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  • Custom Code Analysis in Visual Studio 2010

    Microsoft’s .NET code analysis tool, FXCop, has offered the ability to create custom code analysis rules for many years, but the experience has been less than stellar. The version for VS 2010 offers some improvements and a better integration story, but some fundamental problems still remain.

  • .NET 4.0 Brings XAML 2009, but Not for WPF Users

    At PDC 2009, Michael Shim and Rob Relyea presented Microsoft’s plans for the future of XAML. Long term, they plan on unifying the various XAML languages and parsers, but for now developers will only get XAML 2009 for non-UI technologies like Workflow Foundation. The new parser, on the other hand, will bring new functionality to everyone who needs to analyze, manipulate, or generate XAML.

  • FxCop 1.36 Released

    Microsoft has released a new version of FxCop, the popular static code analyzer and policy enforcement utility. This release fixes numerous bugs and adds support .NET Framework 3.5 language features. This release updates FxCop to have the same engine enhancements provided to VSTS Code Analysis in VS 2008 SP1.

  • FxCop Rules Join the Pipeline Builder for System.AddIn

    Microsoft has created FxCop rules for projects leveraging the extensibility framework System.AddIn. This joins the out-of-band project Pipeline Builder as a must-have for developers using this .NET 3.5 framework.

  • New Code Analysis Tool FxCop Beta: 200 bug fixes, anonymous methods support

    With over 200 bug fixes and performance improvements, this beta is what many FxCop users have been clamoring for. FXCop checks .NET managed code assemblies for conformance to the Microsoft .NET Framework Design Guidelines. Beyond basic library design and naming convention checks, FxCop is especially valuable in pointing out globalization, interoperability, and security issues.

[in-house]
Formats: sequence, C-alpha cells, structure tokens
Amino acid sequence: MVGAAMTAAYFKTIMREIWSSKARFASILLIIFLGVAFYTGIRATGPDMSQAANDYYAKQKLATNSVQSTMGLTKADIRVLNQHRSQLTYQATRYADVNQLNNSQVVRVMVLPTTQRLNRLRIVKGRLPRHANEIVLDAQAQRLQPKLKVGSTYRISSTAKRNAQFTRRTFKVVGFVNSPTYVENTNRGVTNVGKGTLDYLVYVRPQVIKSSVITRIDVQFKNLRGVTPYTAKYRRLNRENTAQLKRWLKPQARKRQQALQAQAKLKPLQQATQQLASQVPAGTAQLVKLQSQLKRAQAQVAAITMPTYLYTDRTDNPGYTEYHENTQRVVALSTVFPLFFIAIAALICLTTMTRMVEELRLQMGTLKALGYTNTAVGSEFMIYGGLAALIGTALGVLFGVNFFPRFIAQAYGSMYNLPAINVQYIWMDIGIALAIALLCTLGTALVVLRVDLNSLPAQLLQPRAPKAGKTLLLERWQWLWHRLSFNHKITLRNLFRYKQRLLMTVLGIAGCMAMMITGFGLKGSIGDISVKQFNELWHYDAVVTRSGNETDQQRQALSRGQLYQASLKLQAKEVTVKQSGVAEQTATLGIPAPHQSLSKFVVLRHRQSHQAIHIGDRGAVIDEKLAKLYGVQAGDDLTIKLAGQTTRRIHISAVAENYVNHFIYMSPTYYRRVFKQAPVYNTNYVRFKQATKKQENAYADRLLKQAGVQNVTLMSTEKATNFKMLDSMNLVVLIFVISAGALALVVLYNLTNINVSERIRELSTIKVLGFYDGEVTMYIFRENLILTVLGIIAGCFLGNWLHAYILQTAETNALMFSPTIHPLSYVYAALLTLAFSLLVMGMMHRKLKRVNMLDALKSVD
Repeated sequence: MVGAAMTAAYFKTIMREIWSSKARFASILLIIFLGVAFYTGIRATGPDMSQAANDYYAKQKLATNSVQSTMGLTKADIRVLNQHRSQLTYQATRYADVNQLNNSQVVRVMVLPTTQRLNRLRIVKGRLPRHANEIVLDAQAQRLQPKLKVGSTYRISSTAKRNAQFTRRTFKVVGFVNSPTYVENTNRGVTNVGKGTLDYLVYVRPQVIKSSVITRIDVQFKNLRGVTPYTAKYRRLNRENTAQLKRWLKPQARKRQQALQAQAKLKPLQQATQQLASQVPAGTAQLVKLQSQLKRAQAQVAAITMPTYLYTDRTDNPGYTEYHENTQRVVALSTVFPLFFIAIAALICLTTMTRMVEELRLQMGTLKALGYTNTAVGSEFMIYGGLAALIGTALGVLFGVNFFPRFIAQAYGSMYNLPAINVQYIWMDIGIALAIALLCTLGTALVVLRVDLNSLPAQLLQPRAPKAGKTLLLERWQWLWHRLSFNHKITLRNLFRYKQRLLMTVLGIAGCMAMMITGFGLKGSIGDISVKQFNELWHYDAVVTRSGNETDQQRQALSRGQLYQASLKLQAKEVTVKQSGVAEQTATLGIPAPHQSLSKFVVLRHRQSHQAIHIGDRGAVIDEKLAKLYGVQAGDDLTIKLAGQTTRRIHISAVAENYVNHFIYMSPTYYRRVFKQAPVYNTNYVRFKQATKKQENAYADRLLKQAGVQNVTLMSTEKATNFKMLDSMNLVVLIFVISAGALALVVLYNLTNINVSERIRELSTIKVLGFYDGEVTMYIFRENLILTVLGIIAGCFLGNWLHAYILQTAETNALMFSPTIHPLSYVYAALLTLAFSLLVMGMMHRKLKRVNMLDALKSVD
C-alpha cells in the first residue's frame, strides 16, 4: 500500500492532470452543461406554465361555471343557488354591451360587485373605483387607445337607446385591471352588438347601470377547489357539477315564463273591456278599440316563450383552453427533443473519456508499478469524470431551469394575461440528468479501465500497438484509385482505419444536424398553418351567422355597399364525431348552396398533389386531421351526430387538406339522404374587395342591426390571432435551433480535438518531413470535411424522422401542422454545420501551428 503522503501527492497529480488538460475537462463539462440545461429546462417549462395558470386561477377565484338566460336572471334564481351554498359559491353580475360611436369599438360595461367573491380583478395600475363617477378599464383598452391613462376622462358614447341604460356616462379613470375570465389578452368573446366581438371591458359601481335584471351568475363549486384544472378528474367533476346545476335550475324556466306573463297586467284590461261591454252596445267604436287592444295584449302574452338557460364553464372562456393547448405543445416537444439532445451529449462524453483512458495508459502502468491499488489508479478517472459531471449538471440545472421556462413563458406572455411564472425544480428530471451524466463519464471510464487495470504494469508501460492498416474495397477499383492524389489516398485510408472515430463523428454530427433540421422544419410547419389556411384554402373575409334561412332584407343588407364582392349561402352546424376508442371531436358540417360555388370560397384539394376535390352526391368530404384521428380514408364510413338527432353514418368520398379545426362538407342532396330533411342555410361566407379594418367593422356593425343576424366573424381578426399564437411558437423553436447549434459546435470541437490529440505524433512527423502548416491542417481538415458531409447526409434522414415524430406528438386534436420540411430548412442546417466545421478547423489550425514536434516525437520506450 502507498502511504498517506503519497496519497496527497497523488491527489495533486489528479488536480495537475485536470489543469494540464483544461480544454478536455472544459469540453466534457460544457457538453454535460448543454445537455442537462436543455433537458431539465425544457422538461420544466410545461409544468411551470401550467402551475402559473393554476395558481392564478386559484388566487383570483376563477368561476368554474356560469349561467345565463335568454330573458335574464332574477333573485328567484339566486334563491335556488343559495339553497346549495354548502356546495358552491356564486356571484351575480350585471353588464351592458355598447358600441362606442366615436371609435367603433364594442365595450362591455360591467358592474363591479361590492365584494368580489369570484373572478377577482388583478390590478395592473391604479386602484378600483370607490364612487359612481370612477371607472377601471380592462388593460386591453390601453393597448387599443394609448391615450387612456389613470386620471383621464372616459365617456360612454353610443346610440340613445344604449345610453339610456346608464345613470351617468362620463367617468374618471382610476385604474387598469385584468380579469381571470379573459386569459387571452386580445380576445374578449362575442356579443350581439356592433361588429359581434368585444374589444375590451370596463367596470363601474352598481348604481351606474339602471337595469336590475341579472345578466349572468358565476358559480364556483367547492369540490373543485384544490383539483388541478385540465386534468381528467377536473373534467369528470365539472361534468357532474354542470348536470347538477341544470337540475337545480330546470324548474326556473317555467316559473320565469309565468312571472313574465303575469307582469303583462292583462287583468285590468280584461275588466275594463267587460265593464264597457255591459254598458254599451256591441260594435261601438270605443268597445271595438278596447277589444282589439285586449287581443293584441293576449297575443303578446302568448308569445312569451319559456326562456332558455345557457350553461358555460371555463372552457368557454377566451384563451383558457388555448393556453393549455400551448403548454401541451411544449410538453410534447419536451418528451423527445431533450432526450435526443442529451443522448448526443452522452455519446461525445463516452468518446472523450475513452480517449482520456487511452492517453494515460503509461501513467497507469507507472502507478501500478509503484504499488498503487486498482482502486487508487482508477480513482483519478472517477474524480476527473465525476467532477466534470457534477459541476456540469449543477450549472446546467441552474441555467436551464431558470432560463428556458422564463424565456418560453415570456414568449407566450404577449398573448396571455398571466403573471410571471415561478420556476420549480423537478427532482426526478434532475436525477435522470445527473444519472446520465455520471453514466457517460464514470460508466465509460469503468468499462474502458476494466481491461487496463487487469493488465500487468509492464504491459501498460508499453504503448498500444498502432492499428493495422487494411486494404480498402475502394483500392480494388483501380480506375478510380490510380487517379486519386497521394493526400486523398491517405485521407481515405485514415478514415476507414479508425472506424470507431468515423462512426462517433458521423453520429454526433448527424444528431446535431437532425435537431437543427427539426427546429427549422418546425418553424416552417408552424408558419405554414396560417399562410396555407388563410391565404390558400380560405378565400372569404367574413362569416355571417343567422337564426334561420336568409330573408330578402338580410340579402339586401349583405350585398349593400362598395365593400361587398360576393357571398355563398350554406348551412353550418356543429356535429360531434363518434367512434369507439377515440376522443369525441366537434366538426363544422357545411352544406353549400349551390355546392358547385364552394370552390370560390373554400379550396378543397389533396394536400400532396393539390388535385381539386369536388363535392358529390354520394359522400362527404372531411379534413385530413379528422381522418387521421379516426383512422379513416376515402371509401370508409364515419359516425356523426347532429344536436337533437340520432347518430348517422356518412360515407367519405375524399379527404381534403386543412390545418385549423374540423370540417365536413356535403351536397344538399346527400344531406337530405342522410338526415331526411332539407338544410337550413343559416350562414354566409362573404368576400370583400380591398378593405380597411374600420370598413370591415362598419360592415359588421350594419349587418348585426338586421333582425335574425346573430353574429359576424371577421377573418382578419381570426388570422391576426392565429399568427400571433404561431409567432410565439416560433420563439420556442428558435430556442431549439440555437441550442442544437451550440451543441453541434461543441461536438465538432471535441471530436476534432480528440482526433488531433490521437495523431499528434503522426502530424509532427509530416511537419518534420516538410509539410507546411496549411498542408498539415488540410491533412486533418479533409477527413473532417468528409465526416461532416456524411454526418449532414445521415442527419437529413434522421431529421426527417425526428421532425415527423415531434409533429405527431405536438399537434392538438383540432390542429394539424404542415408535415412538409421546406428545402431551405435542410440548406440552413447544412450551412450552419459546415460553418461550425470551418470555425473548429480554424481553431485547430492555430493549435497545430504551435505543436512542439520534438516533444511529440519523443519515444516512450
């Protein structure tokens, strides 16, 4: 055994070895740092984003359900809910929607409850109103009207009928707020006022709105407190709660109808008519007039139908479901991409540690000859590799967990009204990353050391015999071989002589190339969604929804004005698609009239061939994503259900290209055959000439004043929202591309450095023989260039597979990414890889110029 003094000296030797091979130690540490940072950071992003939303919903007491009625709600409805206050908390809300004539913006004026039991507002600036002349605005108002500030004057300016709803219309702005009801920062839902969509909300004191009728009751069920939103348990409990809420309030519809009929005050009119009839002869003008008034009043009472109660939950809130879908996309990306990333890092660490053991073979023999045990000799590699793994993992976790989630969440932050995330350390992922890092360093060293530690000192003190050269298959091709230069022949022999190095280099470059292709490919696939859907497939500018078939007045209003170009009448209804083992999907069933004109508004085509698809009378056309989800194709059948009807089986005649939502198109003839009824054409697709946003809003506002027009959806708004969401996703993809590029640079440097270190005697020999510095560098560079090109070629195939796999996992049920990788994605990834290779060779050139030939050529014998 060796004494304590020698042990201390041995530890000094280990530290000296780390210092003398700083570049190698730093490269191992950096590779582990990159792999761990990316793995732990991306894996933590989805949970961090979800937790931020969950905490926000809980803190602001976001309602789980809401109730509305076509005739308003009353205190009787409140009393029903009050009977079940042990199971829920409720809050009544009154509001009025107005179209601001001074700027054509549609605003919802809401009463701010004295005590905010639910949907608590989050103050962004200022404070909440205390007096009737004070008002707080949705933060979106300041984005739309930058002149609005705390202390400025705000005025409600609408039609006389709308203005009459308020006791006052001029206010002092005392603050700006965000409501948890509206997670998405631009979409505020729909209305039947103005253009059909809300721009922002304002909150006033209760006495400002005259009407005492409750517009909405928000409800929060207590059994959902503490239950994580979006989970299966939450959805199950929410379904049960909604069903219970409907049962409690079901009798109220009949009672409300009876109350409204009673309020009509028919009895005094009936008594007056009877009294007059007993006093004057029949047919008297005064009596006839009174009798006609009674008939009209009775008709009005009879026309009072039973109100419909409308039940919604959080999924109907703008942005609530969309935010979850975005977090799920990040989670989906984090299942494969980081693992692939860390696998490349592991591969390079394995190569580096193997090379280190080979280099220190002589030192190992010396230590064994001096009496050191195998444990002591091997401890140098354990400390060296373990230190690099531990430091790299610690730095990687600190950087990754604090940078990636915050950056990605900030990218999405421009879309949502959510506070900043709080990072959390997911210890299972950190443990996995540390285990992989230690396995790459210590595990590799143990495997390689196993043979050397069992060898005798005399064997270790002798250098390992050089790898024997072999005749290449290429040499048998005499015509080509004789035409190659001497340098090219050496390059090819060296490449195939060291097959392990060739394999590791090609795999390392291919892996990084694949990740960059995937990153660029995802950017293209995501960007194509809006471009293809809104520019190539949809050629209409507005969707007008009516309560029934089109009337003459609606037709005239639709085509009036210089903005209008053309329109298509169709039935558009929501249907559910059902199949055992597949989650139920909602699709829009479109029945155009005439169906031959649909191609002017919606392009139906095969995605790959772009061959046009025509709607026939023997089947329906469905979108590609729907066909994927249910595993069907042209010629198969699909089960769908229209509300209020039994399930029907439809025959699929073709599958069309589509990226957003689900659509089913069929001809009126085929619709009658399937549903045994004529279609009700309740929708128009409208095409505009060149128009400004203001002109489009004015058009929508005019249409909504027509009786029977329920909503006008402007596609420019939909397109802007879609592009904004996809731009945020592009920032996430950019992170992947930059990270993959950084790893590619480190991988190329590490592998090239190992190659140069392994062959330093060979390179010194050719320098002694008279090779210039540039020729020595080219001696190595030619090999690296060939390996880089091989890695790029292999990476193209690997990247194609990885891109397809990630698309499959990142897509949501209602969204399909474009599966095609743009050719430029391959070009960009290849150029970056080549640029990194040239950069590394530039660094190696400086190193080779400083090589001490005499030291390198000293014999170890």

• FxCop Rule for Multi-Targeting

    Multi-targeting in Visual Studio 2008 leads to a new set of problems. With .NET 3.5 bringing new features to the core assemblies, care must be taken when targeting .NET 2.0. Otherwise, an application can be compiled successfully but fail to run due to missing methods. One way to handle this is to use Krzysztof Cwalina's Multitargeting rule for FxCop.

  • Spell Checker Added to Visual Studio 2008

    The Code Analysis team at Microsoft has decided to include FXCop's spell checker in Visual Studio 2008.

  • David M. Kean Reveals Microsoft's FXCop Ruleset

    FXCop has a lot of code analysis rules, but does Microsoft actually use them all? Turns out the answer is no. David Kean lists which FXCop rules are considered mandatory by the Microsoft's Developer Division.

  • NStatic: Advanced Code Analysis for .NET

    Code analysis tools like FXCop are often cited as ways to improve code quality. While they do check for a large number of potential faults, in theory there is a lot more that can be done. Wesner Moise intends to try out these theories with an advanced code analysis tool called NStatic.